• Reiji: SWEET. SWEET. V I C T O R Y. He loves that you silent almost all the time, the only time he doesn’t like it is when he ask you a question and you don’t answer him. That annoys him beyond words.
  • Kanato: Good. Dolls aren’t supposed to talk. He is much like Reiji though, don’t answer him and he get angry. He doesn’t like it because he think that you think you’re better than him.
  • Laito: He makes it her personal mission to get you out of your shell. He ask questions, tries to get you to do fun activities that involve talking like singing.
  • Shu: He doesn’t mind that you’re quiet. He just lets you take naps with him and doesn’t force you out of your comfort zone when it comes to speaking.
  • Subaru: Lots and Lots of playing chess and checkers. He knows since you don’t want to speak then he still wants to have fun so he picks games where you have to be quiet.
  • Ruki: “Livestock, why don’t you come read with me?” That was his method to coax you into talking, he would read aloud and then pass off to you and eventually try to have full conversations.
  • Kou: “It’s embarrassing!” He would pout, “All my fans keep asking if you’re mute…” He didn’t like how shy you were, but he would try to play it off like you actually were mute.
  • Yuma: “Sow, I’m not going to kill you for talking. You know that, right?” He thinks maybe you thought he was a serial killer by how quiet you stay. He would make you help out in the garden and ask you questions like, “What’s your favorite type of flower?” To try and get something out of you.
  • Azusa: “It’s okay…I don’t like being..loud either.” He’s very kind and doesn’t make you talk, he just hugs on you and holds you a lot.

anonymous asked:

You know I legit scrolled past the drawing because I didn’t recognize the art but then I did a double take and found out it was you who posted that Alphyne battle thing! You bamboozler! Keep up the good work, it’s nice to see you’re improving your art skills! :D

aaahh thank you so much, I’m really happy I’m getting better!! It’s always really fun to do stuff that’s somewhere beyond my comfort zone, I feel so accomplished when it turns out good :’D




Dear Introverts,

Being an introvert isn’t an excuse. Your introversion is simply your natural tendency; your comfort zone. It doesn’t define what you can or cannot do.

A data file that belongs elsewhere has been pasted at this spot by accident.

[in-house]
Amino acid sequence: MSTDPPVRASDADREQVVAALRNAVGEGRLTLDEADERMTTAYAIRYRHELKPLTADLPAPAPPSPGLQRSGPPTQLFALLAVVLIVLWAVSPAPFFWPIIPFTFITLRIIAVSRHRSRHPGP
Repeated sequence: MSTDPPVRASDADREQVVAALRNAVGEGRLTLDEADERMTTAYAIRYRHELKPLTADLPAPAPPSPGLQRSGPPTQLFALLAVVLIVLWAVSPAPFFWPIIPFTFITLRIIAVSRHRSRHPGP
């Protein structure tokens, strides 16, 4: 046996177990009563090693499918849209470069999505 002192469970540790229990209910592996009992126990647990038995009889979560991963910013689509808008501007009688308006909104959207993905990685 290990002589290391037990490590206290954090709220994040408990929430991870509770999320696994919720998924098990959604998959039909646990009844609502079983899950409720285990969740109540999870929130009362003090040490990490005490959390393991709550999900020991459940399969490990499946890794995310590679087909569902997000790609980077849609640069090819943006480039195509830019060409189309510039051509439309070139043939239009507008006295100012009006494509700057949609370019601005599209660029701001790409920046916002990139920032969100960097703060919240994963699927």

Don’t put yourself inside a box.

It isn’t an excuse not to master social skills. It isn’t an excuse not to try new activities or meet new people. It shouldn’t limit you from chatting up to a stranger or organizing an event. It cannot stop you from mastering conversational skills beyond those boring small talks you can’t stand.

If you want interesting conversations - start them.
If you want interesting friends - find them.

We already have an advantage: we don’t need people as much as extraverts do, and we don’t care as much about what people think of us. Use that to your benefits.

Get out of your comfort zone and challenge yourself. These are just skills you can master, just like any other skills, not something off limit. You won’t believe what you can experience and how much your life can change for the better.


A former reclusive introvert who became outgoing and experienced this first hand.


Note#1: Just to be clear, I’m not telling you to become an extrovert but to simply master social skills and get out of your comfort zone.

Note#2: An INFP asked how to meet new people. Here’s my answer.

mmhhHHHHMMM MY GOSH GUYS this is super important!! Again, this applies to all school levels, so listen up!

This is a lesson I learned early on, all the way back in grade school. As someone who competed neck-in-neck with someone for honors throughout elementary to high school, you need to be careful about not letting competitiveness get to you. Worst case scenario, you can ruin relationshipsCompeting with others can cause stress and bitterness

There is absolutely nothing wrong with having a friendly rivalry. A relationship like this will encourage and push you both to work harder, but maintan a friendly relationship. 

A rivalry is no longer friendly when instead of encouraging, you or the other person begin to try and pull each other down, or become angry or irritated at the other for getting better grades than you. This is very harmful to one’s mental & emotional state, and prevents you from giving your best. 

On the other hand, competing with yourself, I’ve found, is more healthy. By focusing more on yourself improvement than doing better than others, you lessen your points of stress. 

“Know thyself”, a Greek proverb, is very important for being able to compete with yourself. You know what you can do, thus you know how far you can push yourself. You know your strengths & weaknesses, so you focus more on bettering yourself by working with your strengths and finding ways to overcome your weaknesses. Instead of thinking “How much do I have to do to be better than this person?”, you should think, “What can I do to be better than my current self?” 

Learning and self-improvement is lifelong, so don’t be pressured to rush it. Take it at your own pace, but don’t be afraid to go beyond your comfort zone! You may discover some hidden strengths, and overcome some weaknesses along the way! (●´ω`●)

Find more of my tips here